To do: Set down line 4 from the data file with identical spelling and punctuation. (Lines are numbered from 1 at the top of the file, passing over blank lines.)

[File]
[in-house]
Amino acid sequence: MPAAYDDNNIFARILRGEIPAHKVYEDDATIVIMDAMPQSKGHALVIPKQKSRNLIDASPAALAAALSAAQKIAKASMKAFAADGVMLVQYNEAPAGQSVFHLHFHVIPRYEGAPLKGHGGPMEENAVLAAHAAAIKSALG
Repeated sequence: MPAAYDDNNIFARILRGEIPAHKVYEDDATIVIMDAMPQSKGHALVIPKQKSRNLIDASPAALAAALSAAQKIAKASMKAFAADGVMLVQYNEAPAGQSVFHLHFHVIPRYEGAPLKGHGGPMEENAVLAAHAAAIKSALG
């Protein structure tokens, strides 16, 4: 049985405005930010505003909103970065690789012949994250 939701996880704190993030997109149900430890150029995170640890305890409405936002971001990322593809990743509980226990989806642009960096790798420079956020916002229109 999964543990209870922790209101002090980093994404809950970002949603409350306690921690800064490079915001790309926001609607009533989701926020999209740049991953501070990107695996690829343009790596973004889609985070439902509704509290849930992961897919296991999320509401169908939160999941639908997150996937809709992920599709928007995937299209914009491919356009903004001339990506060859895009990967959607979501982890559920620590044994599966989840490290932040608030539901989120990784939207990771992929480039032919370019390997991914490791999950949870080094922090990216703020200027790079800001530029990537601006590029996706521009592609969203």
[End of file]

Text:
């Protein structure tokens, strides 16, 4: 049985405005930010505003909103970065690789012949994250 939701996880704190993030997109149900430890150029995170640890305890409405936002971001990322593809990743509980226990989806642009960096790798420079956020916002229109 999964543990209870922790209101002090980093994404809950970002949603409350306690921690800064490079915001790309926001609607009533989701926020999209740049991953501070990107695996690829343009790596973004889609985070439902509704509290849930992961897919296991999320509401169908939160999941639908997150996937809709992920599709928007995937299209914009491919356009903004001339990506060859895009990967959607979501982890559920620590044994599966989840490290932040608030539901989120990784939207990771992929480039032919370019390997991914490791999950949870080094922090990216703020200027790079800001530029990537601006590029996706521009592609969203």